Put your ear to the ground and you can almost hear the bulls stampeding. The Dow closed above 12,000 Tuesday for the first time since June 2008. The Dow is up 4 percent this year after increasing 11 percent in 2010. The Standard & Poor 500 is also up 4 percent this year, and the Nasdaq index, up 3.7 percent.
“The U.S. economy is back!” says a prominent Wall Streeter. Not quite.
Corporate earnings remain strong (better-than-expected reports from UPS and Pfizer fueled Tuesday’s rally). The Fed’s continuing slush pump of money into the financial system is also lifting the animal spirits of Wall Street. Traders like nothing more than speculating with almost-free money. And tumult in the Middle East is pushing more foreign money into the relatively safe and reliable American equities market.
It’s simply wonderful, especially if you’re among the richest 1 percent of Americans who own more than half of all the shares of stock traded on Wall Street. Hey, you might feel chipper even if you’re among the next richest 9 percent, who own 40 percent.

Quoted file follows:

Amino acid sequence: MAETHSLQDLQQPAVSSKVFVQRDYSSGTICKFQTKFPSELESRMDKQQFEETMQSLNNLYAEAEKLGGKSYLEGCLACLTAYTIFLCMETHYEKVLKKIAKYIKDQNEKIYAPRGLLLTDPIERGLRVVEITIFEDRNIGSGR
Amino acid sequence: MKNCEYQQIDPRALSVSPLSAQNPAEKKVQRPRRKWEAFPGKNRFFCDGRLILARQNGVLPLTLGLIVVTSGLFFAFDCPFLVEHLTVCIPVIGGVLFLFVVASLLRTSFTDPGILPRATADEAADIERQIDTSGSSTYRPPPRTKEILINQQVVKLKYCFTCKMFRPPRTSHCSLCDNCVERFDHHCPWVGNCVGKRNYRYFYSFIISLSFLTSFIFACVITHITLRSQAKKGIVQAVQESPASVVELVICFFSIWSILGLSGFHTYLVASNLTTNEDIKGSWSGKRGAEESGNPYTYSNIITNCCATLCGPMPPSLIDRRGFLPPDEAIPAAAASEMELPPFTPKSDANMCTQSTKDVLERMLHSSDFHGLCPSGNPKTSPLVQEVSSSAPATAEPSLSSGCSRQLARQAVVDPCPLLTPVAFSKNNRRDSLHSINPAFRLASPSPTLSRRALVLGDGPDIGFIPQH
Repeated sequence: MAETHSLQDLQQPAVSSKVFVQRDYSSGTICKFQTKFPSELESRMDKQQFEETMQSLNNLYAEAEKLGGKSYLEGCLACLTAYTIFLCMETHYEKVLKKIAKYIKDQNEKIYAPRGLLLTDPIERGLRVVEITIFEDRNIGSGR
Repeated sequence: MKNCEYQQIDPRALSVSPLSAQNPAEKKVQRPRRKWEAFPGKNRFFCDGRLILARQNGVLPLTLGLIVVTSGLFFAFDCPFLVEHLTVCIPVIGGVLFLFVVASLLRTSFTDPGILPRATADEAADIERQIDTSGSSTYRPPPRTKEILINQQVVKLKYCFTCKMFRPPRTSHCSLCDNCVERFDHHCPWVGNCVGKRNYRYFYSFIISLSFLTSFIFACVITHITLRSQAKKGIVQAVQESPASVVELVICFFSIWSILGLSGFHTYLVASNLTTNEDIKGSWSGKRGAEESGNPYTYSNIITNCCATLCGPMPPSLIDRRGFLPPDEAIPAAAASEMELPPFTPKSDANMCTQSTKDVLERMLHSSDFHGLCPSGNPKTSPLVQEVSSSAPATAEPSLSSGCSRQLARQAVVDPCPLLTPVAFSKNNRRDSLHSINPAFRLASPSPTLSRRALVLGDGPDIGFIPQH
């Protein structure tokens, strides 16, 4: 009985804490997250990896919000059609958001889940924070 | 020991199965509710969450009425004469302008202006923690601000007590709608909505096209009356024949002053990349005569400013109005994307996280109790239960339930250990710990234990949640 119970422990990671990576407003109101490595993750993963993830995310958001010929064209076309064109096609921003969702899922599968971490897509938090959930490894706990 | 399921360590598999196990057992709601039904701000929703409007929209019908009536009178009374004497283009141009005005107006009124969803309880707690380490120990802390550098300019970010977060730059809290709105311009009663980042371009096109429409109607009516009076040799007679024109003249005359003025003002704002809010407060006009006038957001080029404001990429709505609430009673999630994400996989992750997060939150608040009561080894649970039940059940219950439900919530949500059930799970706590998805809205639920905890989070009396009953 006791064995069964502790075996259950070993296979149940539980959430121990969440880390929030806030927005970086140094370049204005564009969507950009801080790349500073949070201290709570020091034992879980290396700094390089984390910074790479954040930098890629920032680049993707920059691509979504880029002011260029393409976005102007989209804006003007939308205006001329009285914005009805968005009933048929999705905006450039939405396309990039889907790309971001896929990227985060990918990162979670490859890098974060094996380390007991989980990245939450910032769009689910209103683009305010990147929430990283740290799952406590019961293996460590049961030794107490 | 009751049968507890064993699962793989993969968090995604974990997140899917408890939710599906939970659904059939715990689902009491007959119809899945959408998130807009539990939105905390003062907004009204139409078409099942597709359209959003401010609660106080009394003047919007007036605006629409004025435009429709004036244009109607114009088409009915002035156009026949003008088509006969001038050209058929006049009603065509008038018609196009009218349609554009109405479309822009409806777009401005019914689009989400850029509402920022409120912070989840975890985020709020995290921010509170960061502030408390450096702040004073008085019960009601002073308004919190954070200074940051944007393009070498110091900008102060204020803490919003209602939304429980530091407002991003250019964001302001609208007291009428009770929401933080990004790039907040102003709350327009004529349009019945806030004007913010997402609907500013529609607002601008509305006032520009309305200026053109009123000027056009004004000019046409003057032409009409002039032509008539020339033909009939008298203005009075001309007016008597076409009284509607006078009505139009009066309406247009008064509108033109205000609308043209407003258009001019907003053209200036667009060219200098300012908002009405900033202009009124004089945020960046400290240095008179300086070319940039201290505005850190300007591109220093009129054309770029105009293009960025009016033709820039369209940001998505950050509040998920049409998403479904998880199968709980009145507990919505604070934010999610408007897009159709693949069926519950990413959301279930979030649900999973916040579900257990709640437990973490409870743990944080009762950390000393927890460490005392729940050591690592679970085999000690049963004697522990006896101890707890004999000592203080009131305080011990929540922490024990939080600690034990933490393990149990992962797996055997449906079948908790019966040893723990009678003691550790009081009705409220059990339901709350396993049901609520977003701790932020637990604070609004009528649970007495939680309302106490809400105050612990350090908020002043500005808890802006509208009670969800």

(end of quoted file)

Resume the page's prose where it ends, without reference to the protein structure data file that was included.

But most Americans own a tiny sliver of the stock market, even including stocks in their 401(k) plans.
What do most Americans own? To the extent they have any significant assets at all, it’s their homes.
And the really big story – in terms of the lives of most Americans, and the effects on the US economy — isn’t Wall Street’s bull market. It’s Main Street’s bear housing market.
According to the Wall Street Journal’s latest quarterly survey of housing-market conditions, home prices continue to drop. They’ve dropped in all of the 28 major metropolitan areas, compared to a year earlier. And remember how awful things were in the housing market a year ago! In fact, the size of the year-to-year price declines is larger than the previous quarter’s in all but three of the markets surveyed.
Home prices have dropped most in cities already hard hit by the housing bust – Miami, Orlando, Atlanta, Chicago. But declines increased in other markets that had before escaped most of the downdraft, such as Seattle and Portland.
Things could easily get worse on the housing front because millions of owners are in various stages of foreclosure or seriously delinquent on their mortgages. Millions more owe more than their homes are worth, and, given the downward direction of the housing market, are going to be sorely tempted to just walk away. This means even more foreclosure sales, pushing housing prices down even further.
So don’t be fooled. The financial economy isn’t the real economy. The American economy isn’t back. While Wall Street’s bull market is making America’s rich even richer, most Americans continue to be mired in a housing crisis that’s worsening — and in which the Wall Street banks seem blissfully disinterested, and the Administration incapable of stemming.
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